Why are we surprised by Brexit?

Europe in 1700.
Europe in 1700.
Image: University of Texas Libraries
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Since the formation of the European Union in 1991, it’s been an article of faith among its champions that the forces that gave it birth would move it in only one direction. “Progress towards an ever closer union” is enshrined in its founding language.

The logic of this path is unescapable: Separately, Europe is 50 or so picturesque tourist attractions. Together, the EU is a 500 million-person bloc capable of competing in a world of superpowers. The aftermath of the financial crisis, and especially the drama surrounding Greek debt, helped make the case for deeper integration. The euro zone, which includes 19 of the EU’s member states, issues its own currency and sets interest rates, but it and the union’s eight other members (excluding the UK) do not form a fiscal union, with the ability to set taxes and control spending at a pan-European level. To bring Greece and other struggling economies under control, it seemed clear the nations of Europe needed to give up more sovereignty to a central government that would enforce policy discipline.

But while seismic economic and political pressures are pushing Europe closer together, the powerful centrifugal forces of uncertainty and millennia of history and cultural identity are pulling it apart.

Britain has historically been an awkward fit in the EU. An island nation happy to keep an arm’s length distance from the tumult of the continent, the UK’s ties to Europe are rational, not emotional. The economic case for staying in the EU couldn’t persuade voters who didn’t feel its benefits, had no stake in the union’s future, and saw only reasons to fear it. For millions of voters driven by anxiety or outrage, Britain’s EU experiment with the “United States of Europe,” advocated by Churchill in 1946, has run its course.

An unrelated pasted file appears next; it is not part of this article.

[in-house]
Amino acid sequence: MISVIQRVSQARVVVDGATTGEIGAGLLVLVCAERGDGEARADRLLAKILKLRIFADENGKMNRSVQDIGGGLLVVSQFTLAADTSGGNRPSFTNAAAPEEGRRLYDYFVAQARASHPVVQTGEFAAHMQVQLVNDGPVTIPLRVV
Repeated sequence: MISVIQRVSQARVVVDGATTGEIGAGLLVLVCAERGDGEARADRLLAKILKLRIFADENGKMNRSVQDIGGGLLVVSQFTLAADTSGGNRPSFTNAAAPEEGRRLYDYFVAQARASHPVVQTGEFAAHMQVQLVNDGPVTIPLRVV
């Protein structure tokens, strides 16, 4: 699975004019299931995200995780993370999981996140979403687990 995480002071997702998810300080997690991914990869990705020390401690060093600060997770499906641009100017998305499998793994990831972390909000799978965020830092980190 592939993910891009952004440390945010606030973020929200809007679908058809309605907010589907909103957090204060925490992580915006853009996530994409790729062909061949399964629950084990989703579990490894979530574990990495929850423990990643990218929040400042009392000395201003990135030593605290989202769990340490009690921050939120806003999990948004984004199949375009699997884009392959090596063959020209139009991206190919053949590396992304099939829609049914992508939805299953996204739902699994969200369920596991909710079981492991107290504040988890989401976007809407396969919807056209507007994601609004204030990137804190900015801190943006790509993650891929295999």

Supporters of the EU fear Brexit is the first domino to tumble, leading to the unraveling of the union. But the UK is an unusual case in Europe. It’s been a coherent, defined nation in its present state for more than 300 years, and the concept of England arguably stretches back more than a 1,000, depending on whether you want to start with William the Conquerer or Alfred the Great.

France, too, has an ancient history. But other European nations are more recent creations. Germany comes from a collection of princely states, once part of the Holy Roman Empire, that weren’t hammered together until 1871. The Kingdom of Italy was founded in 1861, assembled out of Sardinia, Lombardy, Sicily, and the Papal states. Spain is older, cohering under the Hapsburgs in 1516,  but for centuries Catalonia and the Basque country have bridled under its rule. Belgium, founded in 1830, still acts like two separate nations.

For these and other younger or fractured countries, uniting as part of Europe is less wrenching. They’ve already had the experience of surrendering control to a larger entity and have more or less made their peace with it. For ethnic enclaves like Catalonia, a more united Europe, and a less united Spain, would offer the twin advantages of economic clout and local autonomy. Scotland saw a similar dynamic and voted to remain. From Slovenia to Luxembourg, membership even in a union as imperfect as the EU makes perfect sense.

Jacques Delors, one of the founders of the EU, made the case for further integration by saying, “Europe is like a bicycle, you either pedal or you fall.” But Brexit shows us that not all members were interested in riding toward the same finish line.